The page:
Thanks ... but no thanks. Medical research is a wonderful thing, and there's sensational news almost daily of how science is on the way to solving diabetes and genetic defects. But there is a downside: the risk factor.
We can certainly expect new concoctions of chemical treatments to have unknown repercussions. The same applies to research findings and claims for new evidence. Medical research should carry its own health warning: this report may seriously damage your peace of mind. Most particularly, this applies to anything ever said about hormone replacement therapy (HRT).
This week has seen headline-grabbing news about HRT and ovarian cancer. If women are expected to attend this news in a mood of calm reasonableness, consider the vocabulary that confronts them: "HRT alert", "linked to ... deaths". "Died ... after taking ...". Consider the serious-minded places that reported the story: the front page of The Times, the BBC news headlines - both authoritative media.
The story was posted on The Lancet website. The Lancet? Then it must be true. Cancer Research UK, which funded the report, has given it full publicity backing. That's, after all, what they're meant to do. We want to know. We want to be well informed. We want to make reasonable judgements.
But what, exactly, are we being told? We are certainly told to be alarmed. I almost suspect male editors and headline writers of taking pleasure in putting the frighteners on women. "Hormone replacement therapy was welcomed with a feminist wave of enthusiasm in the 1960s. It was safe, natural and rejuvenating, its supporters argued - and women deserved no less," declared a (male) health editor. Serves those uppity bitches right, seems the implication. Another case of the Sixties being to blame.
But after all the alarm, the story gets confused. Back in 1996, and for a period of five years, the UK-sponsored Million Women Study recruited 1.3 million women around the age of 50. They completed questionnaires about their lifestyles, their social and demographic background and their use of hormone replacement therapy, a treatment used as a way of ameliorating the distressing symptoms of the menopause.
Three years later, they filled in another questionnaire, and participants have, I understand, been regularly followed up. Today's study, from Cancer Research UK's epidemiology unit at Oxford University, tells us that those who take HRT for more than five years risk death from ovarian cancer. From their seven-year study the unit has extrapolated that HRT might have been responsible for 1,300 cases of ovarian cancer over 14 years, a much longer period than the study covered. The same researchers have shown that women who take the treatment are at an increased risk of breast and womb cancer.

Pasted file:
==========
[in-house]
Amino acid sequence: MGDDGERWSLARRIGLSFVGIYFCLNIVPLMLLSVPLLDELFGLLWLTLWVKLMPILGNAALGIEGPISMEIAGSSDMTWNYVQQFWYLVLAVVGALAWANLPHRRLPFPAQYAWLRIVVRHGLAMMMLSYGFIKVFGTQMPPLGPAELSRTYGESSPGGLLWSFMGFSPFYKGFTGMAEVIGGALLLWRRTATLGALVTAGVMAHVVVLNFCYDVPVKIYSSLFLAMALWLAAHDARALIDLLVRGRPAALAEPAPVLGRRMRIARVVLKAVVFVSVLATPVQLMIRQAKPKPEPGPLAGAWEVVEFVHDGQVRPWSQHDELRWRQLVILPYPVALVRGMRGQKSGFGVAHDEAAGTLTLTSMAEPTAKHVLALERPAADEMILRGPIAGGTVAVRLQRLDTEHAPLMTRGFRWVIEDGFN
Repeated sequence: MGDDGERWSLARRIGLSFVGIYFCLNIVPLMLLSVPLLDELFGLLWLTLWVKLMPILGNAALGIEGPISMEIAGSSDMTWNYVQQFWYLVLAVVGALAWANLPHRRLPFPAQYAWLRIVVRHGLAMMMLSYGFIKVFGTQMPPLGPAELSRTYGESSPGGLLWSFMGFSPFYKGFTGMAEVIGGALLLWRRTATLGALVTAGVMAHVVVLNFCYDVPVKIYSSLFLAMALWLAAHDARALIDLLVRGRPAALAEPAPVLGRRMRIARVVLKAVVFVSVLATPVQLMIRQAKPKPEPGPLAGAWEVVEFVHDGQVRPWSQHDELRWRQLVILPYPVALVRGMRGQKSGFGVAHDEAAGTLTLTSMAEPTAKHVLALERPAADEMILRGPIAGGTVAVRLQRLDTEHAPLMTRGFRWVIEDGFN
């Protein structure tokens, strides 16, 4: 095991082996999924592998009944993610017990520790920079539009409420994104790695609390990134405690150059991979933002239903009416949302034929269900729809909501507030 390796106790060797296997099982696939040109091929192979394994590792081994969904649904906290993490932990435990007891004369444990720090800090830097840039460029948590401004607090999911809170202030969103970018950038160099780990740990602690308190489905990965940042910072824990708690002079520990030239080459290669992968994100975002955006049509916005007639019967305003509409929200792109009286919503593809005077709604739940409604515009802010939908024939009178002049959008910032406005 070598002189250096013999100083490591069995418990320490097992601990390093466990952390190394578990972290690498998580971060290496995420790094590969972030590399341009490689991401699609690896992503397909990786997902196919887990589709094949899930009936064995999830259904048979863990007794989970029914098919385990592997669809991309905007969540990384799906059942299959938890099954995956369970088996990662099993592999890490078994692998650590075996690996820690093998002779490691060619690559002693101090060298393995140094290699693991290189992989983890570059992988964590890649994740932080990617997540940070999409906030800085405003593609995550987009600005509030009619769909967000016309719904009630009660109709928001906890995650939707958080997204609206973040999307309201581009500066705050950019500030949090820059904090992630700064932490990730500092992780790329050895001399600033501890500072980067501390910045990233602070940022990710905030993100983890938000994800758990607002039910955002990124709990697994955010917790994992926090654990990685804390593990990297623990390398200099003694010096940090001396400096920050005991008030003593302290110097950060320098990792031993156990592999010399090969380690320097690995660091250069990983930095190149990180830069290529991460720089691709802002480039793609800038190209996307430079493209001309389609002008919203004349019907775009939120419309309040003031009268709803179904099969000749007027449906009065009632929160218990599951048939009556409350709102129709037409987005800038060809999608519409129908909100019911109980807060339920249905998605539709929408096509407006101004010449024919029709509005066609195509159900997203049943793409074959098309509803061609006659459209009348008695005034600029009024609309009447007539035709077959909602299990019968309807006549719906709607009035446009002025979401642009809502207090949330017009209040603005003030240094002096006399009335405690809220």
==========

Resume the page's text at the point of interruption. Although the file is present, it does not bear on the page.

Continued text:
But these findings are challenged by the British Menopause Society, which suggests the Oxford unit may be extrapolating its findings over a longer period - 14 years - "as a means of sensationalising their results". What's more, the BMS claims that, although there has been a clear fall in the use of HRT, especially in Britain, after the Million Women Study's earlier findings, "breast cancer rates have not declined as a consequence".
The BMS goes on: "The study still has the same major flaws that were exposed when their breast cancer data was published ... compared to the largest randomised trial of HRT, their breast cancer findings were a gross overestimation of the incidence. It may well be that their ovarian cancer data is also an overestimation."
So where does all that leave women? And where do I stand in all this? The answer is right in the middle. I have a great many close friends who have had breast cancer. They have endured a variety of treatments, from major surgery, minor surgery, radiotherapy and chemotherapy. They have shown endurance through the darkest days of radiation, and shown resilient good humour at the indignities of hair loss. As a patron of Breast Cancer Care, I know how good women are at supporting each other from the moment of the traumatic diagnosis right through to post-operative care.
But it isn't all Pollyanna optimism. My own sister, six years my junior, had major breast surgery, survived for almost five years, and then the cancer returned and killed her. Even so, I've been taking HRT for some 20 years. I believe it helps avoid osteoporosis, and may well help avoid strokes and heart problems. I also have a feeling - and it may be no more than a superstition - that it is helping keep my energy and stamina going.
But please don't copy me. This business of medical treatments is highly personal. Even more so is how we each assess the risks we are prepared to take, how we balance the pros and cons of available evidence and what credence we give the motley array of statistics that pour from any authoritative research.
What I intend to do, in the face of this latest alarm, is wait and read. Slowly scientists and medical boffins will begin the business of assessing and evaluating this piece of research. They will report on just how robust the study is. Only then will I decide what risks are worth taking. Meanwhile, from another part of the forest - the European Journal of Cancer Prevention - comes news that tea may actually reduce risks of skin and ovarian cancer. So perhaps I'll just make myself a nice cup of Earl Grey.Reuse content